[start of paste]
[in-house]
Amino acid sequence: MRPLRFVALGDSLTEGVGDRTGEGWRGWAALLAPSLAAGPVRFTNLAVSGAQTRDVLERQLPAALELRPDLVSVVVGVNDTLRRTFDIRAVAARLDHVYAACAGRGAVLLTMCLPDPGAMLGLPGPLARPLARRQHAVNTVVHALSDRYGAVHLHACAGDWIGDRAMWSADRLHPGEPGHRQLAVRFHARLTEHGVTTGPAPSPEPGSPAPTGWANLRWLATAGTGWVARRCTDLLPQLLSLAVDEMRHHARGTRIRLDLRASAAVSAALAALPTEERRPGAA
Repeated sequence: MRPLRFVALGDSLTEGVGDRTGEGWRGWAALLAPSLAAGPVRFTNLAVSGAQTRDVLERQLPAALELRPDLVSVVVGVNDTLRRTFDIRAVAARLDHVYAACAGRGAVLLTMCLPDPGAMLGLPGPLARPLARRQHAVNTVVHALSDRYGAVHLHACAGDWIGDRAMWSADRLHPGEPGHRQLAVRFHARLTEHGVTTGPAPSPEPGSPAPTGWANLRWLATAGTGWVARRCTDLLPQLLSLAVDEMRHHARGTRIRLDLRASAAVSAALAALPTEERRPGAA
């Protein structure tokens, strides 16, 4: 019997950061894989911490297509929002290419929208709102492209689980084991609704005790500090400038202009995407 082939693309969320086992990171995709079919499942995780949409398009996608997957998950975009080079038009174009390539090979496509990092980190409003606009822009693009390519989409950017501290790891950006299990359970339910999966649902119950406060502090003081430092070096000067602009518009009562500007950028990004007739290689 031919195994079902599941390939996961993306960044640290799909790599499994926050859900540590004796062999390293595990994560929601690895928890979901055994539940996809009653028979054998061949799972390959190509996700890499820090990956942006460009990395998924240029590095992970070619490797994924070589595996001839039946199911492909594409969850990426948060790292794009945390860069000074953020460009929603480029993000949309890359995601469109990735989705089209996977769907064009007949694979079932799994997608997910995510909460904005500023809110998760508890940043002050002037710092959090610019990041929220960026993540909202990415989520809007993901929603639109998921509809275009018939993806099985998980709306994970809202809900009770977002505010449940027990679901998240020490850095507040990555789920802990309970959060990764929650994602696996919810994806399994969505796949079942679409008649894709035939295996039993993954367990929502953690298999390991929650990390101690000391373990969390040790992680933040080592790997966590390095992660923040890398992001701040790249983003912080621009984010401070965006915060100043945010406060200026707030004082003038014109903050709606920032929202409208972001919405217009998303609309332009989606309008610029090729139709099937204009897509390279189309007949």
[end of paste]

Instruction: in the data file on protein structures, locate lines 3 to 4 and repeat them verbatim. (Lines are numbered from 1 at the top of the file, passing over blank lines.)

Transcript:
Repeated sequence: MRPLRFVALGDSLTEGVGDRTGEGWRGWAALLAPSLAAGPVRFTNLAVSGAQTRDVLERQLPAALELRPDLVSVVVGVNDTLRRTFDIRAVAARLDHVYAACAGRGAVLLTMCLPDPGAMLGLPGPLARPLARRQHAVNTVVHALSDRYGAVHLHACAGDWIGDRAMWSADRLHPGEPGHRQLAVRFHARLTEHGVTTGPAPSPEPGSPAPTGWANLRWLATAGTGWVARRCTDLLPQLLSLAVDEMRHHARGTRIRLDLRASAAVSAALAALPTEERRPGAA
């Protein structure tokens, strides 16, 4: 019997950061894989911490297509929002290419929208709102492209689980084991609704005790500090400038202009995407 082939693309969320086992990171995709079919499942995780949409398009996608997957998950975009080079038009174009390539090979496509990092980190409003606009822009693009390519989409950017501290790891950006299990359970339910999966649902119950406060502090003081430092070096000067602009518009009562500007950028990004007739290689 031919195994079902599941390939996961993306960044640290799909790599499994926050859900540590004796062999390293595990994560929601690895928890979901055994539940996809009653028979054998061949799972390959190509996700890499820090990956942006460009990395998924240029590095992970070619490797994924070589595996001839039946199911492909594409969850990426948060790292794009945390860069000074953020460009929603480029993000949309890359995601469109990735989705089209996977769907064009007949694979079932799994997608997910995510909460904005500023809110998760508890940043002050002037710092959090610019990041929220960026993540909202990415989520809007993901929603639109998921509809275009018939993806099985998980709306994970809202809900009770977002505010449940027990679901998240020490850095507040990555789920802990309970959060990764929650994602696996919810994806399994969505796949079942679409008649894709035939295996039993993954367990929502953690298999390991929650990390101690000391373990969390040790992680933040080592790997966590390095992660923040890398992001701040790249983003912080621009984010401070965006915060100043945010406060200026707030004082003038014109903050709606920032929202409208972001919405217009998303609309332009989606309008610029090729139709099937204009897509390279189309007949």